Ticketmaster Collaborates With Artists And Promoters To Shove Scalpers Aside

from the nothing-at-face-value dept

Ticketmaster is the sort of company that lots of people love to hate. It’s long been dogged by complaints that it is anti-competitive — complaints which have gathered pace with its recent move to merge with Live Nation. The company has done plenty of things to try to drive scalpers out of business before, in hopes of sucking up their profit margins, and its latest move will further endear itself to fans. The WSJ reports that Ticketmaster is collaborating with artists and concert promoters to sell premium-priced tickets to shows on its TicketExchange site, and making them look as if they’re being sold by fans. Trent Reznor explains the situation in the eminently reasonable way we’ve come to expect, saying that artists know they could charge much higher prices to some of their fans, but they “don’t want to come off as greedy pricks asking that much, even though the market says its value is that high.” So instead, they feed them to the reseller market, or as in this case, become the reseller themselves, but obfuscate that fact.

Ticketmaster execs decry the scalper market, and claim it’s not fair to artists, who don’t get any of the scalper’s profits; under the TicketExchange deals, it divides the revenues with artists and concert promoters. This is all pretty bizarre: if Ticketmaster wants to jack up ticket prices, it seems like it would just raise them upfront. It’s also not clear why the company thinks that it’s abhorrent for scalpers to charge consumers high prices, but it’s perfectly okay for Ticketmaster to charge them prices over the tickets’ face value. This news will hardly endear the company further to consumers, and probably won’t help it with government regulators, either.

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Companies: live nation, ticketmaster

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Comments on “Ticketmaster Collaborates With Artists And Promoters To Shove Scalpers Aside”

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Matt Bennett says:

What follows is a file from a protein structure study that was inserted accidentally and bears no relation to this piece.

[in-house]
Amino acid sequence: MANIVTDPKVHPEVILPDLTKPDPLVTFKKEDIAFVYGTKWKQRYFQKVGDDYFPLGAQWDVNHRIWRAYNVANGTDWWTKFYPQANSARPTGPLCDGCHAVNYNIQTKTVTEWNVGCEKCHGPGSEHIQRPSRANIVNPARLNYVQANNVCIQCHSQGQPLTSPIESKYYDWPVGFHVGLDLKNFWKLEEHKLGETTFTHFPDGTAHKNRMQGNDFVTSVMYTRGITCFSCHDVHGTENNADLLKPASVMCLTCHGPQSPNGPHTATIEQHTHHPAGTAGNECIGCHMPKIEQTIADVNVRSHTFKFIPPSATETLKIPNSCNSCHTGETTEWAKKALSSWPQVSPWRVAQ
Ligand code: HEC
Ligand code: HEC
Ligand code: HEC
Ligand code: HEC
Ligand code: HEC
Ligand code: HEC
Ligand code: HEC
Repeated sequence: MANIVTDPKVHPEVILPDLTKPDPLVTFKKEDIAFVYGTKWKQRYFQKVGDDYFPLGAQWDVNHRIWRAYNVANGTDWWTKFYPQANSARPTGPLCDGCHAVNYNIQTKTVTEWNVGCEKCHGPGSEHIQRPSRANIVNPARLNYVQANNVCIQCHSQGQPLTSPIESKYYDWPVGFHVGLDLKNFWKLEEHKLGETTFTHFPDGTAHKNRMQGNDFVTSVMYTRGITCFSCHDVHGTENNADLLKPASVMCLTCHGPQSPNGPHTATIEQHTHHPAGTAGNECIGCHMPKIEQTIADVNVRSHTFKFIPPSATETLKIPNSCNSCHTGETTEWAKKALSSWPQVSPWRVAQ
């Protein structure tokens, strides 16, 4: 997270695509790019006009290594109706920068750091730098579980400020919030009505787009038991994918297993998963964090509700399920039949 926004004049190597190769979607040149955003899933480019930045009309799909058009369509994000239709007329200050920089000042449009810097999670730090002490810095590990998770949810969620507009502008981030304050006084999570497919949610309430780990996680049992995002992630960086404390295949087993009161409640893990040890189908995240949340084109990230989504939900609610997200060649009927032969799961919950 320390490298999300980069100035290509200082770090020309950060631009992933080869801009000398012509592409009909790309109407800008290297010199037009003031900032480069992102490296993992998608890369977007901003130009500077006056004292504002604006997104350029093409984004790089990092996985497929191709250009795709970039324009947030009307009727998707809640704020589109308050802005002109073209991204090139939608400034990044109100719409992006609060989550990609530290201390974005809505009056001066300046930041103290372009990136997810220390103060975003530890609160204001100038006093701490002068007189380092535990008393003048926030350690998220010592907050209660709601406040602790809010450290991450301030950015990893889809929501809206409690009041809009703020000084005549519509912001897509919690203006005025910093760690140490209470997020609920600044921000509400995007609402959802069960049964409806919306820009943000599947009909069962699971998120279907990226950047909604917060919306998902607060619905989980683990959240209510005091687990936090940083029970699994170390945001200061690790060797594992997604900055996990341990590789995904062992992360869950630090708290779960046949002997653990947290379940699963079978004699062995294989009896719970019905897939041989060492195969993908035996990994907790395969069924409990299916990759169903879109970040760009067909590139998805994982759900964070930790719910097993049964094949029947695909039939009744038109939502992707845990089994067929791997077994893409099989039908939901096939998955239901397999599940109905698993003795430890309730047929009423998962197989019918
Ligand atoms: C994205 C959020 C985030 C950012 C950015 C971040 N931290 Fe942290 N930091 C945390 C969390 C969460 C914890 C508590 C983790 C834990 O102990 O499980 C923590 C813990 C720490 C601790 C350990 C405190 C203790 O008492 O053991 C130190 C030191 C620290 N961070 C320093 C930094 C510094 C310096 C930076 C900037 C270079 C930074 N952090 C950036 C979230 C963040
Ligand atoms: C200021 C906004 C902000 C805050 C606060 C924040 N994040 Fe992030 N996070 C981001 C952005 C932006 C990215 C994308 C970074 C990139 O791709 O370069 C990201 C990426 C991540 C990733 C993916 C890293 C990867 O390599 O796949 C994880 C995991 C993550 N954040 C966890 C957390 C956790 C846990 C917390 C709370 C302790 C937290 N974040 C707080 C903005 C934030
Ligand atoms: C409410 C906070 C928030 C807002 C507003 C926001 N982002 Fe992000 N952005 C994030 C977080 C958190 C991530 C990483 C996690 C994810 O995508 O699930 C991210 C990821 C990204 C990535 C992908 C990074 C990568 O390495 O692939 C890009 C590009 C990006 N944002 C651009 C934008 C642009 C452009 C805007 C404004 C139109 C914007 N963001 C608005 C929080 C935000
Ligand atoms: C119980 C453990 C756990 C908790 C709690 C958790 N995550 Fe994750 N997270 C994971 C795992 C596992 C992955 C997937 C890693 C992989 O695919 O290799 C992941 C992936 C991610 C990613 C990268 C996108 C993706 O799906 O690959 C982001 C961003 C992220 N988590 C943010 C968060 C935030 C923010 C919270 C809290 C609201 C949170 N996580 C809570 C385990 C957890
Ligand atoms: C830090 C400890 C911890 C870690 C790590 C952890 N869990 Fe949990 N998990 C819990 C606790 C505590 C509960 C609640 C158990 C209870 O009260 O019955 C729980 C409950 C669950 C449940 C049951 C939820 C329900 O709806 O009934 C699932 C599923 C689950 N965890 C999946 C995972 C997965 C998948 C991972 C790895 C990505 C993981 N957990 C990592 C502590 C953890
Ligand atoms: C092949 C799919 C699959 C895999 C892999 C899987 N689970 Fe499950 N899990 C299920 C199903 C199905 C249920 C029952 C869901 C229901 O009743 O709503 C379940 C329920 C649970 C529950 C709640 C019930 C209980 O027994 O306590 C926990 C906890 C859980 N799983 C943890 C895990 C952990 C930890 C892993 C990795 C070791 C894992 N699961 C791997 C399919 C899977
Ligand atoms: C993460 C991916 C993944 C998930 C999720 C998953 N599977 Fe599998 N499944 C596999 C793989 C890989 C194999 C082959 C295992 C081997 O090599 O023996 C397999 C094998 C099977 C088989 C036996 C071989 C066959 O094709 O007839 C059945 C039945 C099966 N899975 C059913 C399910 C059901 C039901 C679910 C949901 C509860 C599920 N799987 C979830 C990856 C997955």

I bought some tickets from Tickets Exchange recently. I didn’t realize it was ticketmaster……Here’s the weird thing: The site was pretty professional, but my ticket could not be sent as an electronic format, and had another person’s name on it, but I was not warned of that, which led me to think, in the end, that it was actually brokerage/exchange site pretending not to be. Damn. Even odder, though, is that tickets were cheaper than ticketmaster (waayyyy too high) prices at the time…..so how does that fit in with this story?

Ticketmaster, btw, has always been in my opinion just an officially sanctioned scalper.

Anonymous Coward says:

What I’ve never understood is scalping tickets is illegal. Shouldn’t it be illegal online as well. It’s complete BS when ticket companies do things like this. Then they justify raising the ticket prices because people who can afford it actually buy the tickets at ridiculous prices. It’s probably the single reason why so many of my friends no longer buy season tickets for football.

ehrichweiss says:

Re: Re: Re: Re:

Oh, you can stonewall your idiotic arguements better than THAT, can’t you?

I guarantee you listen to some band that I have never heard of(and I can guarantee I listen to hundreds of bands you’ve never heard of) but right now you have the other problem, showing that one of them is bragging about the revenue from their record sales.

Come on, I’ll wait for you to find someone but I won’t hold my breath cause you already know you can’t and this little game of yours is just the way of saying that I already won so I accept your gracious apology that you will never give.

Weird Harold (user link) says:

Re: Re: Re:2 Re:

There are plenty of artists outside of the mainstream doing well, in fields of music neither of us likely listen to. Bluegrass, as an example.

My lack of an a complete knowledge of individual artists incomes means that yes, I have to say you are right, I cannot provide any examples. Enjoy your “victory”.

ehrichweiss says:

Re: Re: Re:3 Re:

Your lack of knowledge isn’t anything to worry about in this case because it’s a trick question: there are no artists who are not well known that make any real revenue from their record sales. They burned most of that up with the advance on the record so they never miss a thing. This is a fact. I know a band that each member made about $78,000/year touring but it cost them money to put CD’s on the shelves, to the tune of $10,000-ish.

P.S. I listen to almost all types of music, Bluegrass included. And yes there are artists that do well but like my example suggests, it doesn’t come from the record sales.

Anonymous Coward says:

I’d like to see a concert venue or artist use direct sales to take ticketmaster out of the equation. Here’s how I imagine it working:

For a given venue you’ll have different classes of tickets, from front-row-center to nose-bleeds in the rear corner. Tickets are priced at what the band wants to charge and people request to buy tickets. For 2 – 3 weeks individuals can request tickets. At the end of the request period people are offered up to the number of tickets requested. Unsold tickets get recycled to people who didn’t get offered all the tickets they wanted. Then 2 weeks before the concert all the remaining tickets are auctioned off. This way ticketmaster can’t get their greedy hands on the tickets until the general public has had a chance to request tickets. Also there is nothing to gain by standing in line anywhere.

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